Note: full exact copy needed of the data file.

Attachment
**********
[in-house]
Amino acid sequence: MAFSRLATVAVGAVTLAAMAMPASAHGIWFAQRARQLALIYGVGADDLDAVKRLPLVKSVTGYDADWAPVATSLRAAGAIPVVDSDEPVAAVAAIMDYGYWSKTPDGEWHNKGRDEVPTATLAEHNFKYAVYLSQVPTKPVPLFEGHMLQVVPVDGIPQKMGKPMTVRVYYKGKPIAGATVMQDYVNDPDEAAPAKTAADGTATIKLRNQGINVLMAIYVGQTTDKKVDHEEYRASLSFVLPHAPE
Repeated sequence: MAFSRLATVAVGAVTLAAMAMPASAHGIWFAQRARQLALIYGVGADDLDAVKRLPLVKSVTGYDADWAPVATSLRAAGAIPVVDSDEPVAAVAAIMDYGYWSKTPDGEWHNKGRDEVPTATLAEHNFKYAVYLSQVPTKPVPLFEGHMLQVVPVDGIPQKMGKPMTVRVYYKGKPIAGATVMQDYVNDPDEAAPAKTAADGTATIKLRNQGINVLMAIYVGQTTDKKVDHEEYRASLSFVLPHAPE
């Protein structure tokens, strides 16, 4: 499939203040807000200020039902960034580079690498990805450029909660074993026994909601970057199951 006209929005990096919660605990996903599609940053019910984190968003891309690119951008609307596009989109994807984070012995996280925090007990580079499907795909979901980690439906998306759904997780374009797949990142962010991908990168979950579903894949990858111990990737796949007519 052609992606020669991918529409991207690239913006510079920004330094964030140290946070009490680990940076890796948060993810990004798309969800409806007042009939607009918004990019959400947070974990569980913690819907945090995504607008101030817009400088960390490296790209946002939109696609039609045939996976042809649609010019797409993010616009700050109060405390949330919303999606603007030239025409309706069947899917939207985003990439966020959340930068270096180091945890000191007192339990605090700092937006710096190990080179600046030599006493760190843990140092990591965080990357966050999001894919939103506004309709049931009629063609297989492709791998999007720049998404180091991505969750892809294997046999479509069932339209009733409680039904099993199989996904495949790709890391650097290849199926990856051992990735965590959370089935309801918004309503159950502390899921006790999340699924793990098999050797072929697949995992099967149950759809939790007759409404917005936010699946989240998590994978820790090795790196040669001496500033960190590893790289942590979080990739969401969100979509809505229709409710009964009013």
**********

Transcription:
[in-house]
Amino acid sequence: MAFSRLATVAVGAVTLAAMAMPASAHGIWFAQRARQLALIYGVGADDLDAVKRLPLVKSVTGYDADWAPVATSLRAAGAIPVVDSDEPVAAVAAIMDYGYWSKTPDGEWHNKGRDEVPTATLAEHNFKYAVYLSQVPTKPVPLFEGHMLQVVPVDGIPQKMGKPMTVRVYYKGKPIAGATVMQDYVNDPDEAAPAKTAADGTATIKLRNQGINVLMAIYVGQTTDKKVDHEEYRASLSFVLPHAPE
Repeated sequence: MAFSRLATVAVGAVTLAAMAMPASAHGIWFAQRARQLALIYGVGADDLDAVKRLPLVKSVTGYDADWAPVATSLRAAGAIPVVDSDEPVAAVAAIMDYGYWSKTPDGEWHNKGRDEVPTATLAEHNFKYAVYLSQVPTKPVPLFEGHMLQVVPVDGIPQKMGKPMTVRVYYKGKPIAGATVMQDYVNDPDEAAPAKTAADGTATIKLRNQGINVLMAIYVGQTTDKKVDHEEYRASLSFVLPHAPE
């Protein structure tokens, strides 16, 4: 499939203040807000200020039902960034580079690498990805450029909660074993026994909601970057199951 006209929005990096919660605990996903599609940053019910984190968003891309690119951008609307596009989109994807984070012995996280925090007990580079499907795909979901980690439906998306759904997780374009797949990142962010991908990168979950579903894949990858111990990737796949007519 052609992606020669991918529409991207690239913006510079920004330094964030140290946070009490680990940076890796948060993810990004798309969800409806007042009939607009918004990019959400947070974990569980913690819907945090995504607008101030817009400088960390490296790209946002939109696609039609045939996976042809649609010019797409993010616009700050109060405390949330919303999606603007030239025409309706069947899917939207985003990439966020959340930068270096180091945890000191007192339990605090700092937006710096190990080179600046030599006493760190843990140092990591965080990357966050999001894919939103506004309709049931009629063609297989492709791998999007720049998404180091991505969750892809294997046999479509069932339209009733409680039904099993199989996904495949790709890391650097290849199926990856051992990735965590959370089935309801918004309503159950502390899921006790999340699924793990098999050797072929697949995992099967149950759809939790007759409404917005936010699946989240998590994978820790090795790196040669001496500033960190590893790289942590979080990739969401969100979509809505229709409710009964009013």